Dragon fruits overall are quite light feeders. If unfertilized however, they tend to grow more slowly. During the initial growing stage, a balanced nitrogen feed is good for the dragon fruit plant. It helps promote more root & branch growth. As it reaches flowering & fruiting, boosting up the phosphorous & potassium will help.
In some soil mix, people spread hay on the top surface. Every 6 months or so you can sprinkle a bit of chicken manure on top to help the hay decompose. As the hay breaks down, it becomes food for the plants & enriches the soil. If you have dragon fruit rinds, dried flowers or branches lying around, those are great additions to help the soil fertility too.
To increase the "stickiness" of the medium, try azomite. This material has dozens of minerals in it & helps keep vital nutrients in the soil not being washed away with watering. It can be good for long-lasting feeding.
|A to Z minerals|
|70+ beneficial elements|
Some feeding ideas
Some fertilizers might have a heating property to it. Before feeding your plants, open the fertilizer bag, spread it out a bit. Don't put the feed too near the base of the tree. Space them out about 20+ inches away from the base. If possible, dilute the fertilizer & spray it around.
If the plant is young, feed it a bit less. Around 1-2 scoops will be good enough. If the plant is bigger, we can give them 3-4 scoops. You can feed it every 1-2 months.
Dragon fruits also absorb nutrients from their foliage surprisingly well. Some foliage spray may also work. Don't over-feed them with too much nitrogen because that can kill the plants. Slow time-release feed works well for this purpose.
|Good organic feed|
When flower buds are beginning to show up, we can stop the feeding & reduce the water amount. When the fruits are beginning to ripe (the fruit nourishing stage), don't feed them too much. Feeding too much at this stage causes the fruits to turn very dark green. This actually creates some tightening of the fruits & can actually slow down their growth.
For simplicity, you can break down the feeding into three times. It's good to feed before that stage arrives so the plants have some time to absorb & use the nutrients. When flowers start to turn dry & yellow (a bit like hay) on the fruits, we can begin water to keep the plants moist.
|Building up branches|
|Balance for flowering & fruiting|
The amount depends on how young/old the plants are. If it's about to rain, then apply the feed sooner during the third stage. As the fruits ripen, reduce the amount of food so the scales of the fruits won't turn too red. Potassium can help with fruit formation & create nice colors.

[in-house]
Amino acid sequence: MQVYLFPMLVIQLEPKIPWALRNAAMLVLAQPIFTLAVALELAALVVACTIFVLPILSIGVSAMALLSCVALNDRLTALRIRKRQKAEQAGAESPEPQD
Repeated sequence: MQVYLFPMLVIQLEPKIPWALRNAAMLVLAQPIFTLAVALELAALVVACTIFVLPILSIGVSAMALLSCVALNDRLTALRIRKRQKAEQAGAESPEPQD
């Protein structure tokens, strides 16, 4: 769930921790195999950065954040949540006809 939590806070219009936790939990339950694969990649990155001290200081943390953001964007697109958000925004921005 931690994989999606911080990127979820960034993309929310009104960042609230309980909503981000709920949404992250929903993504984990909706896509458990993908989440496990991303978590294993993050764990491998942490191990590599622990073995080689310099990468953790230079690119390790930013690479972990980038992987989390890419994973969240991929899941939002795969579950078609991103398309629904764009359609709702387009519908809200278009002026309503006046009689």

Organic homemade fertilizer
If you're looking for an organic fertilizer for dragon fruits, then check out these 3 recipes that you can make at home:
EM1 fertilizer mix utilizes the synergy of activity from the good bacteria all around us–most dominantly the lactic acid bacteria (LAB) which can be found in billions in milk or yogurt. For dragon fruit plants that usually give only 1 push a year, with some EM fertilizer mixed in, they could produce up to 4 pushes a year while still remaining strong and healthy without exhaustion. All of this is totally organic & you are using natural solutions to help with natural production. No harmful pesticides or chemicals.
Happy feeding dragons
So above we've explored some good feed & feeding ideas for your dragon fruits. If you have any tips for feeding these dragons, please leave us a comment to share your experience. We would love to hear from anyone with this same interest. Thanks for tuning in & see you again next time.
Responses to Readers' Questions
Can you suggest some organic Fertilizers for dragon fruit?
--> If you have dried dragon fruit flowers or dragon fruit rinds from previous season, you could throw some around the base for fertilizing. It re-nourishes the earth and is free organic fertilizer. Some growers use Real Growers Recharge, Flora Nova or Steer manure.
You could sprinkle some organic chicken manure or hay on the top soil. If you'd like, make some compost tea for the plants using molasses, bat guano, worm castings, etc. Rainwater is also a nitrogen-rich liquid fertilizer. Herbivore manure (goat, cow) are also okay because they have less of a heating property which may burn the roots.
Although there are many choices, look for the ones that are readily available at lower costs in your local area. Try some to see how the plants re-act. Alternatively, you could make your own effectively with simple ingredients (EM recipes). With good sunlight, water, fertilizer they will grow sweet fruits. And I hope this helps!
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